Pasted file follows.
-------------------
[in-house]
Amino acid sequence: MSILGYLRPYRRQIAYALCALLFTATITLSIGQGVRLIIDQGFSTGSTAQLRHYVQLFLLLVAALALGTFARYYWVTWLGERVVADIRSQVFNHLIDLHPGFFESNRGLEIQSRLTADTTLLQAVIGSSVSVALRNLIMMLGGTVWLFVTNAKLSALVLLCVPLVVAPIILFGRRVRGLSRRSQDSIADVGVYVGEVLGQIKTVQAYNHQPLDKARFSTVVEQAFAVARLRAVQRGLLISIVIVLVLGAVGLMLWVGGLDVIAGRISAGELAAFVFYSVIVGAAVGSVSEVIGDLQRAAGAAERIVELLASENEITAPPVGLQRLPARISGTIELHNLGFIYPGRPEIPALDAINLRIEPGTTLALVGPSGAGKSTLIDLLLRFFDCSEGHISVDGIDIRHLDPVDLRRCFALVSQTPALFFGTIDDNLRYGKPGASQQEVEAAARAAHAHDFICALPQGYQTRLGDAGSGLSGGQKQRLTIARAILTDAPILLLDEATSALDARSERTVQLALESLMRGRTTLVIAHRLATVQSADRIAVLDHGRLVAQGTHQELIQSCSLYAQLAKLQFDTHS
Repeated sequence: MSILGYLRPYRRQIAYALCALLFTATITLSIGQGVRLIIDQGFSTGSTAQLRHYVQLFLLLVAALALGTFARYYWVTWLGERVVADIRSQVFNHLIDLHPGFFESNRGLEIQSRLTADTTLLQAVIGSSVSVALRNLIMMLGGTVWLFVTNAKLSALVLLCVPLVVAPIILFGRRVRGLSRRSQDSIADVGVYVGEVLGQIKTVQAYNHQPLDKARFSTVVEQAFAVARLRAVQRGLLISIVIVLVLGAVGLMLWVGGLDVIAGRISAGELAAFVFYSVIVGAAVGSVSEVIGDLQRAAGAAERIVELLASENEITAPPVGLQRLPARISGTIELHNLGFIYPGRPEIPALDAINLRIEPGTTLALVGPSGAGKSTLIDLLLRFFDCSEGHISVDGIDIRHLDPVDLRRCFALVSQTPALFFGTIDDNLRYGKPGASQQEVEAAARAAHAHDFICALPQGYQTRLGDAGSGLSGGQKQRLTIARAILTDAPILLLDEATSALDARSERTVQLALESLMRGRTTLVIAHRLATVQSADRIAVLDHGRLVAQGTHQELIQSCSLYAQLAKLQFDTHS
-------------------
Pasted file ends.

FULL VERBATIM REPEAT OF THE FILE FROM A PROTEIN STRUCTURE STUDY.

[in-house]
Amino acid sequence: MSILGYLRPYRRQIAYALCALLFTATITLSIGQGVRLIIDQGFSTGSTAQLRHYVQLFLLLVAALALGTFARYYWVTWLGERVVADIRSQVFNHLIDLHPGFFESNRGLEIQSRLTADTTLLQAVIGSSVSVALRNLIMMLGGTVWLFVTNAKLSALVLLCVPLVVAPIILFGRRVRGLSRRSQDSIADVGVYVGEVLGQIKTVQAYNHQPLDKARFSTVVEQAFAVARLRAVQRGLLISIVIVLVLGAVGLMLWVGGLDVIAGRISAGELAAFVFYSVIVGAAVGSVSEVIGDLQRAAGAAERIVELLASENEITAPPVGLQRLPARISGTIELHNLGFIYPGRPEIPALDAINLRIEPGTTLALVGPSGAGKSTLIDLLLRFFDCSEGHISVDGIDIRHLDPVDLRRCFALVSQTPALFFGTIDDNLRYGKPGASQQEVEAAARAAHAHDFICALPQGYQTRLGDAGSGLSGGQKQRLTIARAILTDAPILLLDEATSALDARSERTVQLALESLMRGRTTLVIAHRLATVQSADRIAVLDHGRLVAQGTHQELIQSCSLYAQLAKLQFDTHS
Repeated sequence: MSILGYLRPYRRQIAYALCALLFTATITLSIGQGVRLIIDQGFSTGSTAQLRHYVQLFLLLVAALALGTFARYYWVTWLGERVVADIRSQVFNHLIDLHPGFFESNRGLEIQSRLTADTTLLQAVIGSSVSVALRNLIMMLGGTVWLFVTNAKLSALVLLCVPLVVAPIILFGRRVRGLSRRSQDSIADVGVYVGEVLGQIKTVQAYNHQPLDKARFSTVVEQAFAVARLRAVQRGLLISIVIVLVLGAVGLMLWVGGLDVIAGRISAGELAAFVFYSVIVGAAVGSVSEVIGDLQRAAGAAERIVELLASENEITAPPVGLQRLPARISGTIELHNLGFIYPGRPEIPALDAINLRIEPGTTLALVGPSGAGKSTLIDLLLRFFDCSEGHISVDGIDIRHLDPVDLRRCFALVSQTPALFFGTIDDNLRYGKPGASQQEVEAAARAAHAHDFICALPQGYQTRLGDAGSGLSGGQKQRLTIARAILTDAPILLLDEATSALDARSERTVQLALESLMRGRTTLVIAHRLATVQSADRIAVLDHGRLVAQGTHQELIQSCSLYAQLAKLQFDTHS